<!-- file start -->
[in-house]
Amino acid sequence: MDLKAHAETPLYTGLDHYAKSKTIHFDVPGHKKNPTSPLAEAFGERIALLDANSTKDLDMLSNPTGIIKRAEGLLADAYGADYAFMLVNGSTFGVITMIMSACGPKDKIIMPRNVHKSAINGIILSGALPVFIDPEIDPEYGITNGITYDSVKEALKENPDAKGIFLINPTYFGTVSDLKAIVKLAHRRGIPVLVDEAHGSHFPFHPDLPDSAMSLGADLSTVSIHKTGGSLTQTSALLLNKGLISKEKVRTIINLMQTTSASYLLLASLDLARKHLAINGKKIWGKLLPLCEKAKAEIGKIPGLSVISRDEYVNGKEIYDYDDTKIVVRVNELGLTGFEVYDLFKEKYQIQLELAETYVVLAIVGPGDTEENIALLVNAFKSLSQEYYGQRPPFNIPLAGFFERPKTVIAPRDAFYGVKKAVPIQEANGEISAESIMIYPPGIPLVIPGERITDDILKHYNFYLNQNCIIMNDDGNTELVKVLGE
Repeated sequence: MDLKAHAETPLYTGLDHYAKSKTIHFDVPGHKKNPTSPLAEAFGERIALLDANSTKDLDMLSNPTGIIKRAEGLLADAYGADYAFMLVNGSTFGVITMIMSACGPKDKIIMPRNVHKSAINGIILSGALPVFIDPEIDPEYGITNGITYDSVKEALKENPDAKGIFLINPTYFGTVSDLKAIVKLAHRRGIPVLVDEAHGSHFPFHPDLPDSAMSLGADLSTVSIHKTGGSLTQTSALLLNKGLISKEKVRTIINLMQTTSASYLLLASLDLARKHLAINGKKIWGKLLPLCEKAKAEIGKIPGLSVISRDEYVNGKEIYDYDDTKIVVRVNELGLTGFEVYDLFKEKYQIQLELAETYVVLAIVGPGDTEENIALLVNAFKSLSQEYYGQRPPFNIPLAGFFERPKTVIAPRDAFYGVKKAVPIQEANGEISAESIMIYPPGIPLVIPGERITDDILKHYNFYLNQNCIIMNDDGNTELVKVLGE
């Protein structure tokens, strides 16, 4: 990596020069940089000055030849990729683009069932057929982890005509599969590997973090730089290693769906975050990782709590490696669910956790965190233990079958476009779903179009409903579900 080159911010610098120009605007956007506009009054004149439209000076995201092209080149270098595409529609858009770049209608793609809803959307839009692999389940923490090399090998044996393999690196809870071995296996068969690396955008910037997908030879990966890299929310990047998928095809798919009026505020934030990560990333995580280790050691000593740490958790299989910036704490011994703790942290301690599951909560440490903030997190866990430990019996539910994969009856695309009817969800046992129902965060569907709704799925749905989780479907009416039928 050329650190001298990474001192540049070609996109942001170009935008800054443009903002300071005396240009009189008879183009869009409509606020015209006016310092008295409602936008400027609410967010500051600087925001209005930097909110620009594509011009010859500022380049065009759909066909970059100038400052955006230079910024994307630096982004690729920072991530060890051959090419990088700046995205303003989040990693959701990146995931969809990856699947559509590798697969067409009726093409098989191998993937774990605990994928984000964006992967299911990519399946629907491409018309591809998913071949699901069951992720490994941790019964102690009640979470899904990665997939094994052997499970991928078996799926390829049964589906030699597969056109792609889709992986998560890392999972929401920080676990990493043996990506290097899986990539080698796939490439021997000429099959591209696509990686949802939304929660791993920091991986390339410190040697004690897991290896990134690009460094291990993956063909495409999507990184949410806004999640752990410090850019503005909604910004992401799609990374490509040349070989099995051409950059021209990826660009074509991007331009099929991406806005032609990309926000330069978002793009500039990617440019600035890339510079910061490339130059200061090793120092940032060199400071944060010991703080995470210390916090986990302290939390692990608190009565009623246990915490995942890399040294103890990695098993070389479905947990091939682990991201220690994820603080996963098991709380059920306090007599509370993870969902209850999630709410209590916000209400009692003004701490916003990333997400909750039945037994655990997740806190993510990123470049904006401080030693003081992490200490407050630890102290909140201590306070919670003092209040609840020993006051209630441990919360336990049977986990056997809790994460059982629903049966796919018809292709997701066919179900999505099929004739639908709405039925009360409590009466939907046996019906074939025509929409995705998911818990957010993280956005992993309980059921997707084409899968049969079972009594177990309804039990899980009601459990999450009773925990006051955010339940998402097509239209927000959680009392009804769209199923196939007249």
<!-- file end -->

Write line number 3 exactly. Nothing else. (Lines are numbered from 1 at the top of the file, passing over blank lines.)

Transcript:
Repeated sequence: MDLKAHAETPLYTGLDHYAKSKTIHFDVPGHKKNPTSPLAEAFGERIALLDANSTKDLDMLSNPTGIIKRAEGLLADAYGADYAFMLVNGSTFGVITMIMSACGPKDKIIMPRNVHKSAINGIILSGALPVFIDPEIDPEYGITNGITYDSVKEALKENPDAKGIFLINPTYFGTVSDLKAIVKLAHRRGIPVLVDEAHGSHFPFHPDLPDSAMSLGADLSTVSIHKTGGSLTQTSALLLNKGLISKEKVRTIINLMQTTSASYLLLASLDLARKHLAINGKKIWGKLLPLCEKAKAEIGKIPGLSVISRDEYVNGKEIYDYDDTKIVVRVNELGLTGFEVYDLFKEKYQIQLELAETYVVLAIVGPGDTEENIALLVNAFKSLSQEYYGQRPPFNIPLAGFFERPKTVIAPRDAFYGVKKAVPIQEANGEISAESIMIYPPGIPLVIPGERITDDILKHYNFYLNQNCIIMNDDGNTELVKVLGE